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Kidney Week

Abstract: PO0308

Nitric Oxide (NO) Based Urinary Catheter Balloon Inflation Solution to Prevent Urinary Tract Infection

Session Information

  • Bioengineering
    October 22, 2020 | Location: On-Demand
    Abstract Time: 10:00 AM - 12:00 PM

Category: Bioengineering

  • 300 Bioengineering

Authors

  • Yevzlin, Alexander S., University of Michigan, Ann Arbor, Michigan, United States
  • Ramani, Karthik, University of Michigan, Ann Arbor, Michigan, United States
  • Suliman, Faroug, University of Michigan, Ann Arbor, Michigan, United States
Background

UTI is the most common hospital acquired infection with indwelling catheters being a major risk factor and are difficult to treat due to the formation of bacterial biofilms which are resistant to systemic antibiotics. NO is an endogenously formed gas molecule known to play a key role in preventing infection by dispersing biofilm formed by a variety of bacterial strains. In this abstract, we describe the effectiveness of a novel urinary catheter balloon inflation fluid to effectively reduce catheter associated urinary tract infections (CAUTI) by providing up to 7 days of bactericidal effect via NO release.

Methods

Our innovative approach to prevent CAUTI involves employing a balloon inflation fluid using novel NO secreting materials based on using S-nitrosothiol type NO donors like S-nitrosoglutathione (GSNO) within the balloon of urinary catheters that slowly releases NO over a period of up to one week. The advantages of the use of NO in CAUTI prevention is its short half-life with a very low steady-state level immediately adjacent to the surface of the device required to achieve the desired anti-microbial effect with no risk of systemic effects when using NO secreting materials with fluxes that are near physiological levels.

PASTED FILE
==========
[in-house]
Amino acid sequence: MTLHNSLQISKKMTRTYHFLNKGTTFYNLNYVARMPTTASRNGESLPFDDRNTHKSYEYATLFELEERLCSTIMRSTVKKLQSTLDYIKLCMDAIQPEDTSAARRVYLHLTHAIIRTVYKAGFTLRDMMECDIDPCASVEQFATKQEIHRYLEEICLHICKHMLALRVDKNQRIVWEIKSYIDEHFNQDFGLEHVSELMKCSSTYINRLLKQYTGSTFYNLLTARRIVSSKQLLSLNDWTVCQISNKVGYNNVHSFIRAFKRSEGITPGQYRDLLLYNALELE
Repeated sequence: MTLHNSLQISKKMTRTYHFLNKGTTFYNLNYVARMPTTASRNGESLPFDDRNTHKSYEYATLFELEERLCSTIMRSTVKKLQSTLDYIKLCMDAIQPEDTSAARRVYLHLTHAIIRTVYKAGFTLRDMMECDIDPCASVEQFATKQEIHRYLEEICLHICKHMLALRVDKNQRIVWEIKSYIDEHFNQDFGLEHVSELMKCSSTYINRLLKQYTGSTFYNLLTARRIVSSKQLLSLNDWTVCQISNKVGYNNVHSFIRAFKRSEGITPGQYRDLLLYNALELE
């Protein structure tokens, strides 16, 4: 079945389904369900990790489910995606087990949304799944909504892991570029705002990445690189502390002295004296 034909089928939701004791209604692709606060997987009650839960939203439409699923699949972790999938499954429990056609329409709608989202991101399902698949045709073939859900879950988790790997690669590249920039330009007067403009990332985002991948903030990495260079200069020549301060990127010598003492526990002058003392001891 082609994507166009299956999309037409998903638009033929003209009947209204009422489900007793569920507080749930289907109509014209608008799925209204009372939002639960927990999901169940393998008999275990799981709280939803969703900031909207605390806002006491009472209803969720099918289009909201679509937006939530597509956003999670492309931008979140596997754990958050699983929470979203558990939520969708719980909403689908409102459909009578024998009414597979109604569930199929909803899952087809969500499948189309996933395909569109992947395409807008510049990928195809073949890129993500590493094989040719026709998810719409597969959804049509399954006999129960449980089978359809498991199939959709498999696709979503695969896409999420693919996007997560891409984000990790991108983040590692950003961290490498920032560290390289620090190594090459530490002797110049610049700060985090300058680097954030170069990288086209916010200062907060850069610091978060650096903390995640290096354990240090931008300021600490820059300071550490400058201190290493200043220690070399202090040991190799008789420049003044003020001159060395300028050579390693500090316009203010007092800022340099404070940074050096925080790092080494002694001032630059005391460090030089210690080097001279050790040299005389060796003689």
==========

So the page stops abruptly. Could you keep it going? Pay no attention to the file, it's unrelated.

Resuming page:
Results

We performed in vitro studies using a Foley catheter placed in a long-necked flask with a shape resembling the urinary bladder and the urethra. (Fig 1) The Foley catheter retention balloon was filled with GSNO solution and the balloon was used to seal the neck of the flask. Then the flask was filled with synthetic urine inoculated with E. coli and incubated for seven days at 37 0C with horizontal shaking at 80 rpm. The results showed a 7-log reduction in planktonic bacterial growth (Fig 2) and a 3-log reduction in biofilm (Fig 3) of the GSNO Foley balloon solution compared to the control.

Conclusion

These data suggest that NO-based urinary catheter balloon fluid results in significant anti-microbial effects in our in vitro model of CAUTI.